When it Comes to Wage Violations There is Plenty of Liability To Go Around | DCR Workforce Blog

When it Comes to Wage Violations There is Plenty of Liability To Go Around

wage lawLast week, Walmart managed to be in the headlines again for labor violations. For the second time in less than six months, Walmart and its subcontractor, Schneider Logistics, are at the center of a lawsuit claiming “wage theft”. Walmart subcontracts the operation of some of its California-based distribution centers to Schneider Logistics. Schneider staffs these facilities with a combination of permanent and temporary workers.

In December 2013, Schneider was required to pay $4.7 million to 568 workers who were forced to waive meal breaks, work overtime without compensation, and sign away their rights in documents written in English, a language not spoken or understood by the workers. The more recent case is a bit different – for the first time a court ruled that Walmart was a co-defendant. In the settlement, Schneider will pay $21 million to 1,800 workers for violations that include for off-the-clock work, unpaid overtime premiums and wages, illegal compensation schemes in which workers were paid a “piece rate” wages below state and federal minimum levels, and unsafe working conditions..

Although Walmart was not required to contribute to the $21 million, the courts did rule that Walmart was aware of the violations and – by virtue of a dozen Walmart managers on site at any given time – had daily control over the workers.   This has come as a timely warning to all those employers who subcontract the job of finding workers to staffing agencies, and then exert pressure on them to keep the costs low; forcing them to cut corners and violate regulations. The argument presented by Walmart and Schneider that the workers were provided by staffing agencies and consequently not their ‘employees’ was struck down by a federal court; setting a very important precedent in future cases.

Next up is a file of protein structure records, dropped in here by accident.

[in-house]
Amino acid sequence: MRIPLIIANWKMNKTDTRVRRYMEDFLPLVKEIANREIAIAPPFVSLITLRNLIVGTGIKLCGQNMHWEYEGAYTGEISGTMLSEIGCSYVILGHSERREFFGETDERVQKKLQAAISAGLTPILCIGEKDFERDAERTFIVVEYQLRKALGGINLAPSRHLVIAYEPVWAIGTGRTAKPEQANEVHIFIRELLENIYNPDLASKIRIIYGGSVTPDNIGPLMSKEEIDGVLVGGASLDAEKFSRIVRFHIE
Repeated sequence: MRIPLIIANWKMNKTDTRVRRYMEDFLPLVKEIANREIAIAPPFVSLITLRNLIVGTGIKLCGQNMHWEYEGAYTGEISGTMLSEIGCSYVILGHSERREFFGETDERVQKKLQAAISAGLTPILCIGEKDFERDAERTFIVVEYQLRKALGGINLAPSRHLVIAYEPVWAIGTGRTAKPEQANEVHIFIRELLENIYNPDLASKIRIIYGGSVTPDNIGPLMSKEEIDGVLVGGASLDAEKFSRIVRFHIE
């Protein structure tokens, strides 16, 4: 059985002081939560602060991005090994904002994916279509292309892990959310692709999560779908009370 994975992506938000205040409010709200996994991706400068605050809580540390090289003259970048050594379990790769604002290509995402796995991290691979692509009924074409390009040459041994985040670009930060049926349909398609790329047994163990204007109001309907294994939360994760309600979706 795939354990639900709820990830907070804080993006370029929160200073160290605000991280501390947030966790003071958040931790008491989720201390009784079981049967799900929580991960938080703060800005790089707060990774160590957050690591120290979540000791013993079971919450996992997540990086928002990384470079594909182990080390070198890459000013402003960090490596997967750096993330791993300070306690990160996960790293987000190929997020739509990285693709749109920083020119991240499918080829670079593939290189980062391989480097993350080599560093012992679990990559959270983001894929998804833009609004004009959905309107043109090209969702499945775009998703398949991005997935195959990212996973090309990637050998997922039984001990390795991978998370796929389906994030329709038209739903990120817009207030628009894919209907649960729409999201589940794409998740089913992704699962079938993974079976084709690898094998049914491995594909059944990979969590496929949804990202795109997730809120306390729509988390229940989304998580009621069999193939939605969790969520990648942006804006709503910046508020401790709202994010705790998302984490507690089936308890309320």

Why would employers risk the cost of such violations and the infamy which follows in its wake, by choosing to transgress the wage and hour laws? In the Walmart case, a spokesperson claimed that eighteen months ago the company established policies and procedures to ensure that all workers at Walmart facilities are treated fairly and legally. Their current situation underscores the importance of continually verifying that these policies and procedures are achieving the desired result. . Ultimately, an employer is responsible for the decisions taken with regard to the wages they pay; the overtime they pay (or withhold), the meal breaks they give to workers and the creation of a safe work environment in which employees do not fear retaliation for protesting against working conditions. These days, more states are legislating to expand the definition of “employer” to consider level of control as well as provider of compensation. These legislative actions aim to ensure that companies cannot escape liability by shifting the blame to the staffing agency which ‘hired’ these workers out.

Wage Theft:

Described as a crime wave everyone avoids talking about, wage theft is any act which deprives workers of legally mandated wages. It could happen in any number of ways, including (but not limited to):

  • Making a worker log out and return to work, off the clock.